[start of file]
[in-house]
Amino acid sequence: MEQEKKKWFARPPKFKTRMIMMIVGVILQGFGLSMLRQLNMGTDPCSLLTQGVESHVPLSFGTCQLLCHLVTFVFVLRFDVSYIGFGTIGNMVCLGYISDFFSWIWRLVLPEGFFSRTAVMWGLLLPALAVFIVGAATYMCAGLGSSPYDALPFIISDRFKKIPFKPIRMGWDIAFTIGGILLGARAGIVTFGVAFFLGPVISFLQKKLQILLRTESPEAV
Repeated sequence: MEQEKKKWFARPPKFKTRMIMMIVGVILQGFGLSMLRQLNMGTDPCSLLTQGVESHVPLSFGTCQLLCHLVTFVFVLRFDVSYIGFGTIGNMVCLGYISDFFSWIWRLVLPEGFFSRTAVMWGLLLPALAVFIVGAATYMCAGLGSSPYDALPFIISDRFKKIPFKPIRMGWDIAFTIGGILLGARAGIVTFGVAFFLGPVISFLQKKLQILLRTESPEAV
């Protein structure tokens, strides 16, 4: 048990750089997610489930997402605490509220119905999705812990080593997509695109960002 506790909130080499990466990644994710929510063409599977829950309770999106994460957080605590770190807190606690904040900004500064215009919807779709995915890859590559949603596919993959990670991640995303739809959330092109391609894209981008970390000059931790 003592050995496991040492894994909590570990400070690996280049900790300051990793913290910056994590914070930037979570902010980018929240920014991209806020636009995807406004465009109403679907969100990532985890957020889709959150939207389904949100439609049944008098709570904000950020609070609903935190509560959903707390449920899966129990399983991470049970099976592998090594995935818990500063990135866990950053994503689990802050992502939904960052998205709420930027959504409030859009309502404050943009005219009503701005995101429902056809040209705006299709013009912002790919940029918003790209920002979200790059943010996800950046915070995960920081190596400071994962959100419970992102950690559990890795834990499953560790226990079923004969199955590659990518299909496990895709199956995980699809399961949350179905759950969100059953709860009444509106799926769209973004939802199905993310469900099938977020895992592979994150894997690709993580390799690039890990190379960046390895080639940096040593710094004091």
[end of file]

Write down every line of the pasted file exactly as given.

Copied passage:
[in-house]
Amino acid sequence: MEQEKKKWFARPPKFKTRMIMMIVGVILQGFGLSMLRQLNMGTDPCSLLTQGVESHVPLSFGTCQLLCHLVTFVFVLRFDVSYIGFGTIGNMVCLGYISDFFSWIWRLVLPEGFFSRTAVMWGLLLPALAVFIVGAATYMCAGLGSSPYDALPFIISDRFKKIPFKPIRMGWDIAFTIGGILLGARAGIVTFGVAFFLGPVISFLQKKLQILLRTESPEAV
Repeated sequence: MEQEKKKWFARPPKFKTRMIMMIVGVILQGFGLSMLRQLNMGTDPCSLLTQGVESHVPLSFGTCQLLCHLVTFVFVLRFDVSYIGFGTIGNMVCLGYISDFFSWIWRLVLPEGFFSRTAVMWGLLLPALAVFIVGAATYMCAGLGSSPYDALPFIISDRFKKIPFKPIRMGWDIAFTIGGILLGARAGIVTFGVAFFLGPVISFLQKKLQILLRTESPEAV
């Protein structure tokens, strides 16, 4: 048990750089997610489930997402605490509220119905999705812990080593997509695109960002 506790909130080499990466990644994710929510063409599977829950309770999106994460957080605590770190807190606690904040900004500064215009919807779709995915890859590559949603596919993959990670991640995303739809959330092109391609894209981008970390000059931790 003592050995496991040492894994909590570990400070690996280049900790300051990793913290910056994590914070930037979570902010980018929240920014991209806020636009995807406004465009109403679907969100990532985890957020889709959150939207389904949100439609049944008098709570904000950020609070609903935190509560959903707390449920899966129990399983991470049970099976592998090594995935818990500063990135866990950053994503689990802050992502939904960052998205709420930027959504409030859009309502404050943009005219009503701005995101429902056809040209705006299709013009912002790919940029918003790209920002979200790059943010996800950046915070995960920081190596400071994962959100419970992102950690559990890795834990499953560790226990079923004969199955590659990518299909496990895709199956995980699809399961949350179905759950969100059953709860009444509106799926769209973004939802199905993310469900099938977020895992592979994150894997690709993580390799690039890990190379960046390895080639940096040593710094004091």